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Scenic Farm Pond


From the Appalachians to the Chesapeake, our conservationists are working to keep Virginia agriculture going strong with customized recommendations to make operations more sustainable and productive while also protecting the scenic beauty of these diverse landscapes. 

Virginia farmers, cattle producers and forest landowners are the true experts on their operations. We don’t mandate conservation activities but instead work collaboratively to develop strategies for achieving their goals and vision. We value our role as trusted advisors and customize our approach for each operation. We’re also strong advocates for locally-led conservation, closely collaborating with our sister agencies, state and local governments and advocacy groups to protect Virginia’s precious natural resources.

Virginia State Office

  • 1606 Santa Rosa Road, Suite 209
    Richmond, VA 23229

Find Your Local Service Center

USDA Service Centers are locations where you can connect with Farm Service Agency, Natural Resources Conservation Service, or Rural Development employees for your business needs. Enter your state and county below to find your local service center and agency offices. If this locator does not work in your browser, please visit

Virginia Publications Graphic


News and Publications

View Virginia press releases, success stories and PDF versions of many of our brochures and fact sheets. 



An NRCS conservationist reviews a plan with a landowner.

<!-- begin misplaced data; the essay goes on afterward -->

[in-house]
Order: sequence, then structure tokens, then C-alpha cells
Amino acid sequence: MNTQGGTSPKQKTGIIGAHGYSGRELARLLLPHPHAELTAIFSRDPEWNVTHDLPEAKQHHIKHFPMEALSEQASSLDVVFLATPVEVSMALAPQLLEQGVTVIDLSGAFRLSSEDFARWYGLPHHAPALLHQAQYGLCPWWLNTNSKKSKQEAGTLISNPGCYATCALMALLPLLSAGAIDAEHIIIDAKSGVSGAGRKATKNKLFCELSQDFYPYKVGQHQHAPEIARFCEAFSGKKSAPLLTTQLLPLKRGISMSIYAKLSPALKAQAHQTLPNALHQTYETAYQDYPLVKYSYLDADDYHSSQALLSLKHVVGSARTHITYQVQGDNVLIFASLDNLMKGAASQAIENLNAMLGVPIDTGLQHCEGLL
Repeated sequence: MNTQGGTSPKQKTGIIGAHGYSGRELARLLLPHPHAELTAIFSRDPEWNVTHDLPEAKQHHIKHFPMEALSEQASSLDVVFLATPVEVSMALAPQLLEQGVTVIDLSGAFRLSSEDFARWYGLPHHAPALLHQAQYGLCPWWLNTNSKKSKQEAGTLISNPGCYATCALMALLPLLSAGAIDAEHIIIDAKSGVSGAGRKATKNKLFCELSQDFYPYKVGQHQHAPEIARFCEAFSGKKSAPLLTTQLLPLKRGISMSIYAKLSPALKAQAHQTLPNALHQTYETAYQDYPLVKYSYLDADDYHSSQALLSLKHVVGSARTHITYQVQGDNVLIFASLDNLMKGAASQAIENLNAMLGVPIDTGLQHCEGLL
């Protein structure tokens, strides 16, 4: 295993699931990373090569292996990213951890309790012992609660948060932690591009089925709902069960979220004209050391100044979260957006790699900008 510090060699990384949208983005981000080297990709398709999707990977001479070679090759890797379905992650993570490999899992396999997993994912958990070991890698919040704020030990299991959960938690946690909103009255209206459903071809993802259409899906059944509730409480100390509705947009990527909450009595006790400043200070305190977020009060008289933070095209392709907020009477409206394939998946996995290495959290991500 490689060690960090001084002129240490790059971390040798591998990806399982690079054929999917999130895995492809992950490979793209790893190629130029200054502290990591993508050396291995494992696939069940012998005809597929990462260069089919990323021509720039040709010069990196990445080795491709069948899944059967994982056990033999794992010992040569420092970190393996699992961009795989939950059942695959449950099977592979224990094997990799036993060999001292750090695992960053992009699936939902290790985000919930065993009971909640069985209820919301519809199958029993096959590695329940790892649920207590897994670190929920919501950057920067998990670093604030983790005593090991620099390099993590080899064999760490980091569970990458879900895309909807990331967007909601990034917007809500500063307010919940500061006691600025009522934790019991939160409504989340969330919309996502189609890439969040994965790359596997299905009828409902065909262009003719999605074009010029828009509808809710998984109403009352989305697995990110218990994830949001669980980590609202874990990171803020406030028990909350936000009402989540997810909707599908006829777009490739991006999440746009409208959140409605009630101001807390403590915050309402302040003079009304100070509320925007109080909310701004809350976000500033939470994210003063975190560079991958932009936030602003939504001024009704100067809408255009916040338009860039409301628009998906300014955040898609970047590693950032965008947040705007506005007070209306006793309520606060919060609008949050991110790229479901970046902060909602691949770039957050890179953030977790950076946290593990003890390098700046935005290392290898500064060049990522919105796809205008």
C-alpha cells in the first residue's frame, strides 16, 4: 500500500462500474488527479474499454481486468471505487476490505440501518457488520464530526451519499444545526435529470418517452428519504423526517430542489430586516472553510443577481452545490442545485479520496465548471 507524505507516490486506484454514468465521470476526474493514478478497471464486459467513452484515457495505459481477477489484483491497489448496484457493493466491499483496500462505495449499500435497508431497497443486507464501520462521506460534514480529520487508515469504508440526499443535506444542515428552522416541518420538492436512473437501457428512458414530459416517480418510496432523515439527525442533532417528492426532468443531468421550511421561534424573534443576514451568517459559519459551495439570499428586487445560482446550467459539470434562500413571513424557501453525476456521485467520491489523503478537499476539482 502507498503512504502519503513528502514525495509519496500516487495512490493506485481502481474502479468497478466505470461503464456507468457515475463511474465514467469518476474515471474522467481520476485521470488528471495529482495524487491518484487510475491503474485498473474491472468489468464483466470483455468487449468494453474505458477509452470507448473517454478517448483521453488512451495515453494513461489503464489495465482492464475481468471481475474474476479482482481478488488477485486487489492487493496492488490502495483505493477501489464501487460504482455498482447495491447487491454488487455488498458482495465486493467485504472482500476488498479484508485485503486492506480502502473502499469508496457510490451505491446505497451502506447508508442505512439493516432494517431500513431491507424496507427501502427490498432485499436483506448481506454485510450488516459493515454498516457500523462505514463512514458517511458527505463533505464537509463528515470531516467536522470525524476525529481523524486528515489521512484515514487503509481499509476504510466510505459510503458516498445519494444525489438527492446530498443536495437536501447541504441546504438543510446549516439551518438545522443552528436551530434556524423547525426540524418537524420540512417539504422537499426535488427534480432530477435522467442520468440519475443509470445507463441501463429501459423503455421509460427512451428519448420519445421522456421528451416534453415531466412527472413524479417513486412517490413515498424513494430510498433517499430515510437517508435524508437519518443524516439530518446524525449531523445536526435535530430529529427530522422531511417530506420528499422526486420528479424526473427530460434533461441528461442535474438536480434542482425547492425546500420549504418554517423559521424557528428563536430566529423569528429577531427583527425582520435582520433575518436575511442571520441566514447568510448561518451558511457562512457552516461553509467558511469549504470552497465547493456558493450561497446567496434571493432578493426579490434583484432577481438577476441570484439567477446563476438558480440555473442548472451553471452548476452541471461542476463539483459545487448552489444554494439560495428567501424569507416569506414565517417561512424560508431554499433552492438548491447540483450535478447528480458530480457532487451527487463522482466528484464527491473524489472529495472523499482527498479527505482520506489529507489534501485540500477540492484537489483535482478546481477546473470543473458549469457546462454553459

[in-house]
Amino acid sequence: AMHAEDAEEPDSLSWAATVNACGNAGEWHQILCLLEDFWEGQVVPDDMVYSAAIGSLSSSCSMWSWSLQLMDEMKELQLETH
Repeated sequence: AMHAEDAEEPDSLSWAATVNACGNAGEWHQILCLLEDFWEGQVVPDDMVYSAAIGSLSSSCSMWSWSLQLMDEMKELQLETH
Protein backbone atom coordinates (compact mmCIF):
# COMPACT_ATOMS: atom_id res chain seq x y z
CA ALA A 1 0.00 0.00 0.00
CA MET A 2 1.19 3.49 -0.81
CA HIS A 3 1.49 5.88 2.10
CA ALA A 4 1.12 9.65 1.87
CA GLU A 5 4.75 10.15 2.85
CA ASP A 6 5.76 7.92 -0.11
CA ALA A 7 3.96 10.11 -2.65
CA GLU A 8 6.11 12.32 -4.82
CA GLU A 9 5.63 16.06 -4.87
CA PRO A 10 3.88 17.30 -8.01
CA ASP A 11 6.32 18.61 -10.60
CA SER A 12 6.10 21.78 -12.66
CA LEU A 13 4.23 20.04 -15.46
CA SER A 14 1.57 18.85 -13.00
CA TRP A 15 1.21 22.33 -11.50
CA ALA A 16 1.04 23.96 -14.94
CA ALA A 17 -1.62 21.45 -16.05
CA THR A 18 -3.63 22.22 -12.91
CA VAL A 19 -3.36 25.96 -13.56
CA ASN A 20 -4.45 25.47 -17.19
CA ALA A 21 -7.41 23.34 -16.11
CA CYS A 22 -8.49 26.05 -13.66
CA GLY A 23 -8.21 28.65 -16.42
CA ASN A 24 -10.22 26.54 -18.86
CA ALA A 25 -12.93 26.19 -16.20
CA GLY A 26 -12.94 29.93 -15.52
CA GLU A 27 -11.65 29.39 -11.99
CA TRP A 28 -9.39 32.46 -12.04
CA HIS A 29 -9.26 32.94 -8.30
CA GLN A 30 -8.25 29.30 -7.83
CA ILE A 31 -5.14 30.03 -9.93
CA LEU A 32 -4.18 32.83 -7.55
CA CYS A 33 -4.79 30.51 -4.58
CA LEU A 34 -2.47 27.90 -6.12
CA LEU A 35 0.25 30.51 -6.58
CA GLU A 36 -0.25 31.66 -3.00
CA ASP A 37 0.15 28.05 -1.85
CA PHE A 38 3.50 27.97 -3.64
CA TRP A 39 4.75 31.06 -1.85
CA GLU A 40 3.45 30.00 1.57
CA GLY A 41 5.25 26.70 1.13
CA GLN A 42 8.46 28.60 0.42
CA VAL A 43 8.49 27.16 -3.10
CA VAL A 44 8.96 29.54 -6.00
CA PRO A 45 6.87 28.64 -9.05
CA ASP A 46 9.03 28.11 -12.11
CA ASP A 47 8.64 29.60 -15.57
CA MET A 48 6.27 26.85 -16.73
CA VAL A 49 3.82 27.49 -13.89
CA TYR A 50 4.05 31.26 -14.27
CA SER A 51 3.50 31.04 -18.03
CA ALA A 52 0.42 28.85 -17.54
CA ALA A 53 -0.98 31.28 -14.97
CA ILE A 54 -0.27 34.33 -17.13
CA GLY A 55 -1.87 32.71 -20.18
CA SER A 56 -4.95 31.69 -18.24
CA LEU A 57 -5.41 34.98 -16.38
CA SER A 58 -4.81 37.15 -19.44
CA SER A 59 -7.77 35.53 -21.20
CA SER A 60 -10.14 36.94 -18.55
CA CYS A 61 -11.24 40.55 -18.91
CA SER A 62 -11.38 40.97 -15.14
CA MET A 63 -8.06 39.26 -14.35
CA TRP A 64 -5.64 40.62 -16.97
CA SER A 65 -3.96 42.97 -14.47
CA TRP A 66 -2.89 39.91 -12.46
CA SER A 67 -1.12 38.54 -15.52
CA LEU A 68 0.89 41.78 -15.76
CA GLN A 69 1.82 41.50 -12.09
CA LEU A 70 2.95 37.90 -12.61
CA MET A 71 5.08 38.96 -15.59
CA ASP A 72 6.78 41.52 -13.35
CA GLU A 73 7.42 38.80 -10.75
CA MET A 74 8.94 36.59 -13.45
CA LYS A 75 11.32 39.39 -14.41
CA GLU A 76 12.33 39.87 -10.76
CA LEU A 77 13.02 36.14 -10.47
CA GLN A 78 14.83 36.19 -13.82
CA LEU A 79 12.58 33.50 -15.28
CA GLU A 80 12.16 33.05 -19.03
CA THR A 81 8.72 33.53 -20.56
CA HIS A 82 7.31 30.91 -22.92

Conservation Planning

Our conservationists can develop customized plans to help conserve and protect natural resources on operations of all types and sizes. Reach out to your local office to get started.



Hands holding soil


Soil Health

Learn more about the Virginia soil health movement that is empowering farmers to learn about their soils, learn from each other and come up with their own soil management solutions. 



Johns Creek Dam Riser, Virginia


Watershed Operations

Get more information on how Virginia NRCS works with local partners help them to conserve and develop their land and water resources before and after major storm events to address natural resource and related economic problems on a watershed basis.




Join Our Team

Conservation Careers
Earth Team Volunteers
Conservation Partners

State Programs and Initiatives

Virginia NRCS uses the full Farm Bill toolbox to design conservation systems that address specific resource concerns on agricultural and non-industrial private forested land. Core programs like EQIP and CSP have helped expand our footprint on the land through implementation of practices with proven environmental benefits. We also leverage programs like RCPP and CIG to strengthen and expand partnerships that support locally led conservation and innovation. Landscape initiatives like National Water Quality Initiative (NWQI), Golden Wing Warbler (GWW) and Longleaf Pine (LLPI) provide targeted funding to help producers and landowners achieve their stewardship and operational goals.

Field visit with Virginia NRCS clients

State Payment Schedule

NRCS provides financial assistance for selected conservation practices. The availability and amount of financial assistance can vary between states.